How schools and parents can help prevent bullying
Mount Holyoke Assistant Professor of Psychology and Education Jackson M. Matos weighs in on Care.com about how adults can prevent bullying.
In the last year, one in five high school students reported being bullied on school property and more than one in six reported being bullied online. Bullying presents a persistent barrier to education and self-efficacy for early students. Care.com’s Liz Regalia asked experts about the role schools, parents and adults can play in protecting students against bullying.
Bullying can take the form of verbal, social, emotional, cyber or physical bullying, all of which interfere with a child’s ability to feel safe and comfortable at school, disrupting the social, emotional and learning benefits of their education. In response, schools have implemented anti bullying policies in the form of mission statements, codes of conduct or student bills of rights, resulting in a 6% decrease in bullying of students aged 12–18 from 2009 to 2019. But with new technologies, 46% of U.S. teens aged 13–17 reported experiencing cyberbullying in 2022.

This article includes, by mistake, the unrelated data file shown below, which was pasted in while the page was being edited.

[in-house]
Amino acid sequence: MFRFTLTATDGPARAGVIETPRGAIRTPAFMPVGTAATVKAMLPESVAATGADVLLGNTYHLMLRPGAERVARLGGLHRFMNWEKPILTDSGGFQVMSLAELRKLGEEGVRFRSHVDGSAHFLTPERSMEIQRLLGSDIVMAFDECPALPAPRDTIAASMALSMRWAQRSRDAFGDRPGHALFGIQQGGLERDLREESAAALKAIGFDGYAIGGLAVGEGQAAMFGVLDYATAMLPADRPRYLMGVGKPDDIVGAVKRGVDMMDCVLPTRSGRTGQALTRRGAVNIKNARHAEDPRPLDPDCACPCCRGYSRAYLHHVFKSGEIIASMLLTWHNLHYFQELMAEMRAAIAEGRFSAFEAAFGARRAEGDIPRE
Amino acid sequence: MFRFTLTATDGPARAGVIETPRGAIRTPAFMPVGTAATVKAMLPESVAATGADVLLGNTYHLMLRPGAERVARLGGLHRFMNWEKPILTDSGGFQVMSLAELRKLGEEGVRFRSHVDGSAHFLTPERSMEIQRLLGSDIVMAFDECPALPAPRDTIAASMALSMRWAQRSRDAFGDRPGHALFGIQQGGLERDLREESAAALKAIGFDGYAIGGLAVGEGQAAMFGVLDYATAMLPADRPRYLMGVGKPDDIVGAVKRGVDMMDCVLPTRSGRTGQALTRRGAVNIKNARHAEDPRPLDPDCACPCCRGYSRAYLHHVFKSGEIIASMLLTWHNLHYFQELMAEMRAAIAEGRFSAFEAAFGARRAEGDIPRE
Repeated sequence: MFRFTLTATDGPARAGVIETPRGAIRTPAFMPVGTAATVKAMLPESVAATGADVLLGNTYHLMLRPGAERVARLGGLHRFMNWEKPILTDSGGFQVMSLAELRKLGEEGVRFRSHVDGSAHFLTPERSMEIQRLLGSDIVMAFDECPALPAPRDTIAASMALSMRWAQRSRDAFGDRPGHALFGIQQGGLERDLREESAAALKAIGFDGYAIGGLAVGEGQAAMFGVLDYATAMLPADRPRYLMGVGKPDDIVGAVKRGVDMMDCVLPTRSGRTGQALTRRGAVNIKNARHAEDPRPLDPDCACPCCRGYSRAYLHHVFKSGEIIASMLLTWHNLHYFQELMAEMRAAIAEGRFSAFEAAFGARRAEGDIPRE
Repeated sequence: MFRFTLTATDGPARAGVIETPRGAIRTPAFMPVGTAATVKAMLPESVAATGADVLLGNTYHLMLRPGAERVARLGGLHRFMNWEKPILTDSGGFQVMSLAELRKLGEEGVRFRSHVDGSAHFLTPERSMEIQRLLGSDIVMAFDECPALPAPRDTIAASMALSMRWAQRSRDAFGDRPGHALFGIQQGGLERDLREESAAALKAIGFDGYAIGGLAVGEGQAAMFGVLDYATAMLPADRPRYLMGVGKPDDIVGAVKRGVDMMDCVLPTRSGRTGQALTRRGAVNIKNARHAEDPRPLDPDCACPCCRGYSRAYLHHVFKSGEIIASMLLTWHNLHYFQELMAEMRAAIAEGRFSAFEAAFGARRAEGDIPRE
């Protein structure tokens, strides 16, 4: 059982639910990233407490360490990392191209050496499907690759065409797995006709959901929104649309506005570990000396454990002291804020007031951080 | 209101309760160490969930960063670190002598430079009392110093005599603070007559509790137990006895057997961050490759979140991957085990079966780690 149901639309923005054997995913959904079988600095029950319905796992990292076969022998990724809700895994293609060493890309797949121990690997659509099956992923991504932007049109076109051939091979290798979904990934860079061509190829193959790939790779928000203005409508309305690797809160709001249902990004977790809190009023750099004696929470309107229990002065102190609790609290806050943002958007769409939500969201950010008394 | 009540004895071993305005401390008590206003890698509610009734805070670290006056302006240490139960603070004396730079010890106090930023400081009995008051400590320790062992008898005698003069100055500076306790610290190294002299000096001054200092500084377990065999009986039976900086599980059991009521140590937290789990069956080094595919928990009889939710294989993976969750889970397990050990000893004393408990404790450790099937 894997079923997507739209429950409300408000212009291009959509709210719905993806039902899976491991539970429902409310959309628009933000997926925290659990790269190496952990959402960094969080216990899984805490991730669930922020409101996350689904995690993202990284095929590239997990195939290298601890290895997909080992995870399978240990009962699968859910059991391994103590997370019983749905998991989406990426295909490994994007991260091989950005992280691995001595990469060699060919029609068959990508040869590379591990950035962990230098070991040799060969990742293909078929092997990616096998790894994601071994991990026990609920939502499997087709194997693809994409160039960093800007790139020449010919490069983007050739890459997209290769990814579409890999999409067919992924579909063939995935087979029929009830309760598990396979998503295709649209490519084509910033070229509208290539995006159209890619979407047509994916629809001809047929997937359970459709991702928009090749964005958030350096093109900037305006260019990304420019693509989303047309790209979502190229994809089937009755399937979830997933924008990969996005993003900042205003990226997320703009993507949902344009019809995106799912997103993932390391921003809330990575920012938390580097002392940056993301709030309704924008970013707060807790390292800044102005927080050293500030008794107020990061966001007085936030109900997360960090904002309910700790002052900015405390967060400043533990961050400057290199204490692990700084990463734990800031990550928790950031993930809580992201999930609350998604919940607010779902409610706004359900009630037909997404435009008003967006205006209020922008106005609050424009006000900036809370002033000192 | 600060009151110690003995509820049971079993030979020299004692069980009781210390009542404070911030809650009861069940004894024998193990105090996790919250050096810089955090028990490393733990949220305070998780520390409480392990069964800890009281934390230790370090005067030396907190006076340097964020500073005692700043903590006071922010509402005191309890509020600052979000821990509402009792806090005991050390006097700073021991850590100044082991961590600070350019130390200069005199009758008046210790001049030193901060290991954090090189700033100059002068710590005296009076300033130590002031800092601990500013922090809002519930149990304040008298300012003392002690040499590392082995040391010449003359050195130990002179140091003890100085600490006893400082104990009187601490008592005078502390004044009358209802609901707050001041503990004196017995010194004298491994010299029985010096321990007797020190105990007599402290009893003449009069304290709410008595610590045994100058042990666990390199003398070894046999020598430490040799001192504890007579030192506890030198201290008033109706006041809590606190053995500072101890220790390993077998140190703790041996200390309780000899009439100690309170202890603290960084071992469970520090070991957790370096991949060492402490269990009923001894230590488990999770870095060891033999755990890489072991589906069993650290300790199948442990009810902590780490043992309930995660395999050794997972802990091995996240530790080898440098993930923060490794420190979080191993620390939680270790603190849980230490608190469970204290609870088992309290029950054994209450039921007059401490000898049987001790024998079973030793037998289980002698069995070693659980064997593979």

Among the myriad of interventions — like community anti bullying education, evidence-based anti bullying programs and peer anti bullying education — Mount Holyoke Assistant Professor of Psychology and Education and Director of Middle, Secondary and Arts Teacher Licensure Programs Jackson M. Matos shared how adults can play a role in modeling and embedding social and emotional learning in education.
“A significant challenge is posed by adults when they view bullying as ‘normal’ or as a rite of passage — it’s not,” said Matos. “Adults can help the efforts of schools by also modeling communication in person and online and being mindful of the words and attitudes they are teaching their young people. Everyone has a role to play in the important work of addressing bullying.”